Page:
To work one’s way around old Matera is to take on quite a trek. As I said to Tim, “No need to join a gym if you live in Matera.” He heartily agreed. There are ways to get from old town to new without doing the stairs, but not possible to fully explore the old without resigning to the trek. At the Sant’ Angelo I got my daily workout as I walked from my room to the breakfast site.
When climbing the stairs through the sassi I was reminded of a similar ancient site, Cappadoccia, Turkey that I mentioned earlier. While sitting here in my writing chair several others came to mind, Cliff Palace in Mesa Verde (green table in Spanish), a Native American settlement in the Four Corners for one. The Elora and Ajanta caves in India that I visited in 1986 for another. Then I found myself suddenly rappelling deep into the crystal caves in the Yucatan. A decade ago I had been invited by a friend to accompany her along with a photographer from National Geographic. We were led by the best local cave guide. One goes very high when crawling through rivers of crystals. Further, I was led to the hermitages of the desert fathers that I had witnessed in Egypt a month before the Iraqi war. From there my imaginal whirlwind tour landed me at the door of a hermit’s cave in the Himalayas. Following such a mind-bending trip, I needed to sit in meditation and recover. The hermits were willing hosts.
Those who live in them or under cliffs are known as troglodytes. Through the run of history there have been very few troglodytes, at least this is what Wikipedia (go ahead, be skeptical) tells me, but we seem to be fascinated by caves. One need only look at how many have been designated as World Heritage sites or are on major tour guide lists. The fathers of early monasticism retired to the caves in the deserts of Egypt to protect their solitude. Perhaps the important word is protect. By retreating into the wombs of Gaia, one feels protected. Caves can also be beautiful, mind expanding places such as Carlsbad; then, too, they have the ability to call up the scary realms of the unconscious. I would not consider myself a troglodyte, but in recent years I have discovered a personal penchant for caves. Hm.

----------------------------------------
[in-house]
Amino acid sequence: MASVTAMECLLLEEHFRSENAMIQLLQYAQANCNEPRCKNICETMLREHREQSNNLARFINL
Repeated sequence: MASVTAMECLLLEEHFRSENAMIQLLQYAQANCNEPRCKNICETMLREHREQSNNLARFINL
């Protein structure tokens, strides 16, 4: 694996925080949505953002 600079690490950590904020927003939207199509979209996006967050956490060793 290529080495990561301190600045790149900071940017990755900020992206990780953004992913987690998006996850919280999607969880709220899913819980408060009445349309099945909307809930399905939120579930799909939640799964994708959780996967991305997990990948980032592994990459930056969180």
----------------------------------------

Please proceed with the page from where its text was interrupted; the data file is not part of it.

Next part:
The ancient sassi of Matera
Cliff Palace, nestled into an alcove, contains 217 rooms, 23 kivas, and most likely housed 250 people.
While not complete look-alikes, Cliff and Matera appear to be distant cousins. Each a natural work of art. Orginally sculpted by an artist who listened carefully to her intuitive, it guided her in bringing form, exacting how much to stretch or soften the matter that would eventually become one of the world’s great sassis. In the locus of Matera, she gently shifted the material to allow the primordial to have its way in shaping the calcaneritic into the composite sassis that we have been exploring.
Finally, a documentation of my trek from our room to breakfast at the Hotel Sant’ Angelo.
Down the stairs from our room.
Up the road a bit.
Stairway to the left just beyond me.
A cement railing for the following flight.
Down a flight.
Another easy flight.
Now the muscles start to feel it.
Beyond the white gate, more to go.
The final flight.
Just a couple more stairs.
Success. Now for breakfast.
Served in an elegant renovated sassi complete with pumped in oxygen due to humidity issues.
Let the day begin.